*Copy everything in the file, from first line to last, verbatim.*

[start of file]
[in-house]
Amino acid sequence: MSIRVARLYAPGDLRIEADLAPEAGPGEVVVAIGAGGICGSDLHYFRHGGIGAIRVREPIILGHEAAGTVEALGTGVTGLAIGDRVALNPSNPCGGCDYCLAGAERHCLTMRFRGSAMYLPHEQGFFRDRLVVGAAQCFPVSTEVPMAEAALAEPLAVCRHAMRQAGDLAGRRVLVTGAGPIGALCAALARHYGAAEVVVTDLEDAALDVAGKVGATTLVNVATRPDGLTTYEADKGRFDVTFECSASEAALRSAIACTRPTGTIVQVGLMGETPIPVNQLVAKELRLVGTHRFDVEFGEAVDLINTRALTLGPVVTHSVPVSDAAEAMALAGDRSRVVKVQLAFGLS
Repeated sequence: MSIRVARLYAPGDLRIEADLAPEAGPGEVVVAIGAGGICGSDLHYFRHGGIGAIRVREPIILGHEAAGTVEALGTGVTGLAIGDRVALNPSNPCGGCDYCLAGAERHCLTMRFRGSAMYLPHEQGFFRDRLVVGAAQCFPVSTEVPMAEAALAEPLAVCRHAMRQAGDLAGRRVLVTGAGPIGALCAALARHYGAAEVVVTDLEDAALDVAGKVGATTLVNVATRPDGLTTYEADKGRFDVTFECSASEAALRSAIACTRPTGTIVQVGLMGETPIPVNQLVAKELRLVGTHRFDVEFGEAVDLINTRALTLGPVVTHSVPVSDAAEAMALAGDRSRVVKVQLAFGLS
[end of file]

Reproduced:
[in-house]
Amino acid sequence: MSIRVARLYAPGDLRIEADLAPEAGPGEVVVAIGAGGICGSDLHYFRHGGIGAIRVREPIILGHEAAGTVEALGTGVTGLAIGDRVALNPSNPCGGCDYCLAGAERHCLTMRFRGSAMYLPHEQGFFRDRLVVGAAQCFPVSTEVPMAEAALAEPLAVCRHAMRQAGDLAGRRVLVTGAGPIGALCAALARHYGAAEVVVTDLEDAALDVAGKVGATTLVNVATRPDGLTTYEADKGRFDVTFECSASEAALRSAIACTRPTGTIVQVGLMGETPIPVNQLVAKELRLVGTHRFDVEFGEAVDLINTRALTLGPVVTHSVPVSDAAEAMALAGDRSRVVKVQLAFGLS
Repeated sequence: MSIRVARLYAPGDLRIEADLAPEAGPGEVVVAIGAGGICGSDLHYFRHGGIGAIRVREPIILGHEAAGTVEALGTGVTGLAIGDRVALNPSNPCGGCDYCLAGAERHCLTMRFRGSAMYLPHEQGFFRDRLVVGAAQCFPVSTEVPMAEAALAEPLAVCRHAMRQAGDLAGRRVLVTGAGPIGALCAALARHYGAAEVVVTDLEDAALDVAGKVGATTLVNVATRPDGLTTYEADKGRFDVTFECSASEAALRSAIACTRPTGTIVQVGLMGETPIPVNQLVAKELRLVGTHRFDVEFGEAVDLINTRALTLGPVVTHSVPVSDAAEAMALAGDRSRVVKVQLAFGLS